Aliso\Wood Canyons Wilderness Park
Ralph B. Clark Regional Park
Bolsa Chica Ecological Reserve
Carbon Canyon Regional Park
Ronald W Caspers Wilderness Park
Chino Hills State Park
Cleveland National Forest
Crystal Cove State Park
Dana Point Youth\Group Facility
Doheny State Beach
Environmental Nature Center
The Nature Conservancy
Irvine Open Space Preserve
Irvine Regional Park
Laguna Coast Wilderness Park
Oak Canyon Nature Center
O'Neill Regional Park
Orange County Zoo
Peters Canyon Regional Park
Donna O'Neill Land Conservancy
Thomas F. Riley Wilderness Park
San Clemente State Beach
San Joaquin Wildlife Santuary
Santiago Oaks Regional Park
Santiago Park
Shipley Nature Center
Starr Ranch Sanctuary
Transportation Corridor Agencies
Upper Newport Bay
Whiting Ranch Wilderness Park


Orange County Wild (OCW) is a coalition of Orange County wilderness land managers and stewards, including state, county and city park systems, and public conservancy groups devoted to educating the public about the importance of preserving, protecting, enhancing wildland resources including forest, park and reserve resources, from the mountains to the Pacific. The organization provides a forum for discussion of wilderness management and public education issues, advocates acquisition of open space for preservation, and seeks sponsorships in support of programs and services.




There is a world of wildlife right here in Orange County. Hawks, bobcats, owls, badger, mule deer, horned lizard, California quail, king snake, gray fox, long-tailed weasel, slender salamander, arroyo toad and Pacific tree frog are among the multitude of species sharing our open space.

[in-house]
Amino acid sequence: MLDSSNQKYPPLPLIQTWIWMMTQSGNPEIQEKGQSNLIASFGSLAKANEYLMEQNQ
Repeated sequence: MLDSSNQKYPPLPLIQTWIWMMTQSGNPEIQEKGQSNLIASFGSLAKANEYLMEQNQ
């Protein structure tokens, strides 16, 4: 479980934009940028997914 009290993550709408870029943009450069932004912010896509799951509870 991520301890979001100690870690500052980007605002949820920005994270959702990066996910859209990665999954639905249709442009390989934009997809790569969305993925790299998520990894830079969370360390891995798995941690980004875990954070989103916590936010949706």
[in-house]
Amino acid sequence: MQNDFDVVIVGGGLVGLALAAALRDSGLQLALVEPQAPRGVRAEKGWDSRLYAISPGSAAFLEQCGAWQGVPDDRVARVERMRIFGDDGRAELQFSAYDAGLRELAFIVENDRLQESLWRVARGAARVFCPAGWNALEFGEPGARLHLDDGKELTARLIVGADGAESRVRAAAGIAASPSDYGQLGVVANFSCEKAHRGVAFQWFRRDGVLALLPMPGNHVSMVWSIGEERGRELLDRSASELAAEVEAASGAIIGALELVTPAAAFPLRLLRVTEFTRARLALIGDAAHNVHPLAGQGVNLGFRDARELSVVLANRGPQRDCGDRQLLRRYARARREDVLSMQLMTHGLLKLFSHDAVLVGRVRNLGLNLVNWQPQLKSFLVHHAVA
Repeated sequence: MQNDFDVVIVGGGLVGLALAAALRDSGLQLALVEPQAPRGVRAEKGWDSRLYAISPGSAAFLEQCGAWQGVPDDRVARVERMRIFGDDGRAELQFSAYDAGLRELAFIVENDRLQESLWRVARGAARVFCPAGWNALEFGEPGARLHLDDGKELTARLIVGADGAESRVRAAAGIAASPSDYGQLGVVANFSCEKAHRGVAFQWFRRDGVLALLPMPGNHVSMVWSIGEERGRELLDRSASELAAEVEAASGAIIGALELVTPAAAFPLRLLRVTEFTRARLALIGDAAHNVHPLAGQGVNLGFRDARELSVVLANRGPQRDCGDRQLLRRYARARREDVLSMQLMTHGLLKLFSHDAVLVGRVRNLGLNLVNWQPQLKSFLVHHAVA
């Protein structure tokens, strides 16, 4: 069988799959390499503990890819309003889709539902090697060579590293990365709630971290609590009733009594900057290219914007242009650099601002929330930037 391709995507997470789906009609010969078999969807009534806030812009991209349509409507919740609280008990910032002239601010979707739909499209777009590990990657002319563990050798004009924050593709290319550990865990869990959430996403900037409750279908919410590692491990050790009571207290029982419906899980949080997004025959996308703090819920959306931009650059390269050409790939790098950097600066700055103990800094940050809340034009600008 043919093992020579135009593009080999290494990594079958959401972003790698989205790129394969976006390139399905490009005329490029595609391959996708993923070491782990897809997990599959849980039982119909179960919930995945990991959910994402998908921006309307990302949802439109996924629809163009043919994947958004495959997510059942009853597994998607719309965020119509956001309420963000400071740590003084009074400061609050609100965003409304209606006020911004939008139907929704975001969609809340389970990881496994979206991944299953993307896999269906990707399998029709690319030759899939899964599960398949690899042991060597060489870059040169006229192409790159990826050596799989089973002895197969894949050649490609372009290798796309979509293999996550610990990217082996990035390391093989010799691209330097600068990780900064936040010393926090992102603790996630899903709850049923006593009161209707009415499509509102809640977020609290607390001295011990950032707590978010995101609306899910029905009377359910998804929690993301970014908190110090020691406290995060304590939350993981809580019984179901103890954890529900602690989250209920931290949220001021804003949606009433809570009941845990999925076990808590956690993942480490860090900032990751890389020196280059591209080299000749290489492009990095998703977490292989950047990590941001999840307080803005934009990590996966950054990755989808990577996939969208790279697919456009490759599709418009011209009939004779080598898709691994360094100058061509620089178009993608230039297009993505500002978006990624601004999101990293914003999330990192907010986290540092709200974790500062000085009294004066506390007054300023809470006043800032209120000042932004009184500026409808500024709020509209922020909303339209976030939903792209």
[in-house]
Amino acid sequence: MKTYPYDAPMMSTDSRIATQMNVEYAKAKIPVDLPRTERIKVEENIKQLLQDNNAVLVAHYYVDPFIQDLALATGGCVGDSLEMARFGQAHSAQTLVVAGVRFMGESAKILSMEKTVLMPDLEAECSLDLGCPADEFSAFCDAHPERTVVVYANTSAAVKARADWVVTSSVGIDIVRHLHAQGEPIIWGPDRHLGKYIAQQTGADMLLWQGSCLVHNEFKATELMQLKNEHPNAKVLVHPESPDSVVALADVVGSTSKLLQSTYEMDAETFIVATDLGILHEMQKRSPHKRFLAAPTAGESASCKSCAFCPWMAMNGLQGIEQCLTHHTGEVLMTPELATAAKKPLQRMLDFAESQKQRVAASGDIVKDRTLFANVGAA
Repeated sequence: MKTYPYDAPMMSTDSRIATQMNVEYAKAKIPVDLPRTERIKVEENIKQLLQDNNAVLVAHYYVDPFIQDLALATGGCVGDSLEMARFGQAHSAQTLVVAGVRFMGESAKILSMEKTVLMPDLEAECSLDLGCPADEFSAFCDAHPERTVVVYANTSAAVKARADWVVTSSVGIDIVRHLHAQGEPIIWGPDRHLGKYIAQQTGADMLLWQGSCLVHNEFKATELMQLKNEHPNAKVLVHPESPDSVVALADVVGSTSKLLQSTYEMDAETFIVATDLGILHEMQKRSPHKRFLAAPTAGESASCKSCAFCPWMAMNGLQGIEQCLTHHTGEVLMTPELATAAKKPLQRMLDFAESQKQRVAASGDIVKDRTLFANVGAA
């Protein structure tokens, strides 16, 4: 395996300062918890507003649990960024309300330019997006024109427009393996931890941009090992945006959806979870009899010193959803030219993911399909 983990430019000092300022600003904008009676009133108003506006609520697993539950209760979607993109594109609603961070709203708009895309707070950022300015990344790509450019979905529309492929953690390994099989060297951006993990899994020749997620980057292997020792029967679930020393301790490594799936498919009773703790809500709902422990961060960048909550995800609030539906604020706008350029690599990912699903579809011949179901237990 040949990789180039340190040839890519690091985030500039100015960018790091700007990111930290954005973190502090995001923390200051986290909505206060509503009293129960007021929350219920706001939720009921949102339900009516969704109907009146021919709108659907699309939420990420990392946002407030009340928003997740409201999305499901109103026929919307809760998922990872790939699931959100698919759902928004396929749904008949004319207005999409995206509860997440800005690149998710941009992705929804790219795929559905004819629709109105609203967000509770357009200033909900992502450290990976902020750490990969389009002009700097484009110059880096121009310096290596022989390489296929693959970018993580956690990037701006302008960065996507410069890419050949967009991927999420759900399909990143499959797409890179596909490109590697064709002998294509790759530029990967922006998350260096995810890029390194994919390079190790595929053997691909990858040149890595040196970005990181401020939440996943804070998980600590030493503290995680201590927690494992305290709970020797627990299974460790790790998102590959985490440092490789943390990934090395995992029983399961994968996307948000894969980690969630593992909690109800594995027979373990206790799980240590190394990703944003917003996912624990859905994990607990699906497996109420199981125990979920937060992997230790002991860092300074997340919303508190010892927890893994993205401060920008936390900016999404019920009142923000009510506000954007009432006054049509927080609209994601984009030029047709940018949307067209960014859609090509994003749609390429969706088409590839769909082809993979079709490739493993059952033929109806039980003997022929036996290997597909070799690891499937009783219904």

California has a remarkable range of climates and landforms--from high glaciers to cool wet coastal forests and dry hot deserts. The topograhical diversity created habitats for our 5,000 native plant species, more than in the central and northeastern US and Canada combined. Many of these plants grow only in California, and provided food, medicine and tools for native Americans and early European settlers.

Besides plants, we also have 1,000 native vertebrates (birds, reptiles, amphibians, mammals, and fish). Dozens of these are found only in California. Don't think all these species live in Northern California; Southern California is one of a handful of 'hotspots' of biodiversity worldwide.

Orange County is the second most biologically diverse county in California, and at the same time one of the smallest and most densely populated! As of 1998 Orange County already had Southern California's highest population density, with more than 3,400 residents per square mile, 46% higher than Los Angeles County, 418% greater than San Diego County and 770% above Ventura County!

The remaining wildlands in Orange County are all the more precious for their scarcity. Many people who have never walked in the wild back country nevertheless feel passionate about the views they enjoy just driving through the open and rolling hills. No matter how you encounter it, the natural landscape imparts a sense of peace and freedom.

We invite you, your family and friends to a wonderful guided walk in any of the many wildlands in Orange County.


Mission Statement

The purpose of Orange County Wild is to proactively develop and implement a cohesive strategy to preserve, protect, and enhance our wildland forest, park, and reserve resources, from the mountains to the Pacific.

Orange County Wild is a coalition of wildlands land managers including:

* California Department of Fish and Game
* California State Parks
* City of Anaheim
* City of Huntington Beach
* City of Irvine
* Cleveland National Forest, USFS
* Laguna Greenbelt, Inc.
* The Nature Conservancy
* Orange County Harbors, Beaches, and Parks
* Rancho Mission Viejo Land Conservancy
* Starr Ranch Sanctuary (National Audubon Society)